So, this time last year, I came into an abundance of pears and made a delightful pear cordial.
During the cordial-making process, I ended up with a big bowl full of pear cores, stem bits, and bruised chunks that I deemed unfit for inclusion in the cordial. Instead of dumping these into the compost, these became an experiment in vinegar-making!
To make vinegar, you need a few things…a fermenting liquid and “mother of vinegar” are the most important. For this recipe, we’re using the pear chunks, but apples, pineapple skins, papaya skins, homemade beer, or wine should all work as a good starting place.
The “vinegar mother” is a plug that looks a lot like a translucent, white jello. If you’ve ever made kombucha, you’ll recognize a vinegar mother right away. To get a batch of vinegar going, you’ll need some vinegar mother, whether it is a packet or tube you get at a homesteading shop, or just shake up some live vinegar (Braggs ACV works!) and pour in a bit to get it alive and growing!
Pear Vinegar Recipe
- pear scraps, peels, cores, and bruised bits
- a jar or crock that they all fit in
- water (preferably without chlorine)
- mother of vinegar (you can purchase one, or just use a bit of live vinegar)
Put all of the scraps and peels into a jar or crock. I ended up with one huge pickle jar half full of pear bits. Some people add sugar to help the fermentation, but I have not tried that, and did not find it necessary to the overall process.
Pour the water over the pears.
Cover the jar or crock with a cloth and tie or rubber band it into place to keep out the dust and bugs. This cloth also allows it to breathe as it ferments and becomes alcoholic.
Set it aside on your counter, or in a cabinet. You want a spot out of direct sunlight, but don’t forget about it! After a day or two, little bubbles will appear as the pear and water begin fermenting. Now we are ready to add the mother, since she needs alcohol to do her magic!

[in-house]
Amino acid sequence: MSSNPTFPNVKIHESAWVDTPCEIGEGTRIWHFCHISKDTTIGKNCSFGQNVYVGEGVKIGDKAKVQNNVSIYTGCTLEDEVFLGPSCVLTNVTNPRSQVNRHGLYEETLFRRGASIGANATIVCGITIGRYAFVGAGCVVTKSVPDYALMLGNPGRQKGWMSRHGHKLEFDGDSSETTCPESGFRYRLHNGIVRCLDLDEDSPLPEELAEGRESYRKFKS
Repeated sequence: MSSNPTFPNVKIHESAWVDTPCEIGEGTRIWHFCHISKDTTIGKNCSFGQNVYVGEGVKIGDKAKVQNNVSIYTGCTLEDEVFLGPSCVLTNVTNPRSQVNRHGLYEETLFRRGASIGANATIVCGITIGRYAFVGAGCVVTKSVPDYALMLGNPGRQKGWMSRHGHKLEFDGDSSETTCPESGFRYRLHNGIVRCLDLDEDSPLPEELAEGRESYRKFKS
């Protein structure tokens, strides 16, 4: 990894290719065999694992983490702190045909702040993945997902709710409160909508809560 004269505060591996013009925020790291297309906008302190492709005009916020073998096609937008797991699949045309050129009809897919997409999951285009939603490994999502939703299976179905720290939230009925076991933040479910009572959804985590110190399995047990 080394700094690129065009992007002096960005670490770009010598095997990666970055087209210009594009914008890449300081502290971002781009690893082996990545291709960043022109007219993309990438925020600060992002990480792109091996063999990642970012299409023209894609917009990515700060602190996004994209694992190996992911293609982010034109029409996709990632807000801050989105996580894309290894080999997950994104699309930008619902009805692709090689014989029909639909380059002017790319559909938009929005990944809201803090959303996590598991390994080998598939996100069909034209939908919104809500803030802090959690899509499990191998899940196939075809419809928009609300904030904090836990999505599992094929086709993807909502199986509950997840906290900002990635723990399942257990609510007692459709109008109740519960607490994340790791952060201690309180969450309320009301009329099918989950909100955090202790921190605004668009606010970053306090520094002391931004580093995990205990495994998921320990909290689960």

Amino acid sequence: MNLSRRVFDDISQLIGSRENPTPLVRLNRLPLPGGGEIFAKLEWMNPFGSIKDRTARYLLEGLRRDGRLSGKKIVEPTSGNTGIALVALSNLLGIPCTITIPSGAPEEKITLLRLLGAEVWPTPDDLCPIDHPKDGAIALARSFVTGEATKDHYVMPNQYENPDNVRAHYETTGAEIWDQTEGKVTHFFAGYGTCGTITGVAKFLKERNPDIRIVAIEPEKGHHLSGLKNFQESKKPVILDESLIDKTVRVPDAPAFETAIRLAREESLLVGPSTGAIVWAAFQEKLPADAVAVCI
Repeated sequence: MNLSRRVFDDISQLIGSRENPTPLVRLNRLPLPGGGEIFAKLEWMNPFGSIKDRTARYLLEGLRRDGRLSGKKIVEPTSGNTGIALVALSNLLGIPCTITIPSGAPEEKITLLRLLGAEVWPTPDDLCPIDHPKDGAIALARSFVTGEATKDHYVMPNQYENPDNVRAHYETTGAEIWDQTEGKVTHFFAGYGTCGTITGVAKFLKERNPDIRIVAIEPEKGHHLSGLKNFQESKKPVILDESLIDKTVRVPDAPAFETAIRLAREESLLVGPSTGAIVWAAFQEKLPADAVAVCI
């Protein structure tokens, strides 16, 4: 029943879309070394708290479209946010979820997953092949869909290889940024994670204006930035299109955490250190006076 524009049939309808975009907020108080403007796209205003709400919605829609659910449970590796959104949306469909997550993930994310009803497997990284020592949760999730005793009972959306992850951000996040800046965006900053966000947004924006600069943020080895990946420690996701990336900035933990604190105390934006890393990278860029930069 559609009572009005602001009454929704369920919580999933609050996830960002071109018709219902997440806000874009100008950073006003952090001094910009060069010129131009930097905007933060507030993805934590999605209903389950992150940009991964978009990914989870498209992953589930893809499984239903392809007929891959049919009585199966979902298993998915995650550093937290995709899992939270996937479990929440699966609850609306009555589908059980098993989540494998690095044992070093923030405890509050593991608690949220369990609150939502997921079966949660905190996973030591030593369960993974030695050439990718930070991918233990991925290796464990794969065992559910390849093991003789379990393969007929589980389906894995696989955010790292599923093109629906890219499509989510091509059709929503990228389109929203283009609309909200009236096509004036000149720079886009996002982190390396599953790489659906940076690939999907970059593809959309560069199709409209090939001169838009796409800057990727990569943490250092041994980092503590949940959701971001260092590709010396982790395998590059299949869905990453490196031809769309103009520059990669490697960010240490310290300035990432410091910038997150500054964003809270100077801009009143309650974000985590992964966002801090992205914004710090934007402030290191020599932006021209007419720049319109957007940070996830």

Strain the pears and solids out and return the liquid to a clean, wide-mouthed jar or crock.
Add the mother of vinegar. For this recipe, I grabbed my bottle of Braggs Apple Cider Vinegar and shook it up to mix it, then poured in a glug (probably about 2 tbsp worth). Apples and pears are so similar that the apple cider vinegar mother was just fine. If you want to make a more specific vinegar – malt vinegar or wine vinegar, for example, you’ll want to find a mother specific to that type.
Recover the jar or crock with the cloth and rubber band, because the fruit flies are going to be SO EXCITED about your new project.
After a day or so, you’ll notice some white, ghostly oil slicks appear on the surface of the liquid. It will continue to grow, until you have a healthy mother of vinegar. The vinegar mother looks like a white, translucent, rubbery plug on the top of the ferment.
This video shows you my very first batch. One correction: the mother is made up of cellulose and acetic acid – not yeasts, like I mistakenly narrate in the video.
After a month, I strained the vinegar into a large bowl with a spout, and then from there into sanitized bottles. The bottles were labeled and stored away in my basement for later use! They are bright yellow, and they each have their own little skin of mother at the top of the bottle. Nice! It has a clear taste that is like apple cider vinegar, only with a bit of pear flavor. It will do fine for fire cider, hair rinses, and all the other purposes to which I employ vinegar!
I left the mother and enough liquid to cover her in the jar, so that she could be kept and used again. She lived on my counter with a cloth over her lid. Whenever I had a bit of homebrewed wine or live fermented liquid to share with her, I did, and it kept her going.
Soon after, I acquired a half bushel of apples and restarted the experiment using those peels and cores. I started another jar with papaya and pineapple skins. They were all going well until we went out of town for a few days. In our absence, we had a mouse move in and my mother jar and vinegars were destroyed by the mouse crawling over the cloth-covered jars. Ah, well! Live and learn!
Resources & references for my process:
- The Nourishing Cook – How to make fruit scrap vinegar
- Homemade Fruit Vinegar Recipe by Organic Authority
- The joys of homemade vinegar – TX Adventures in New England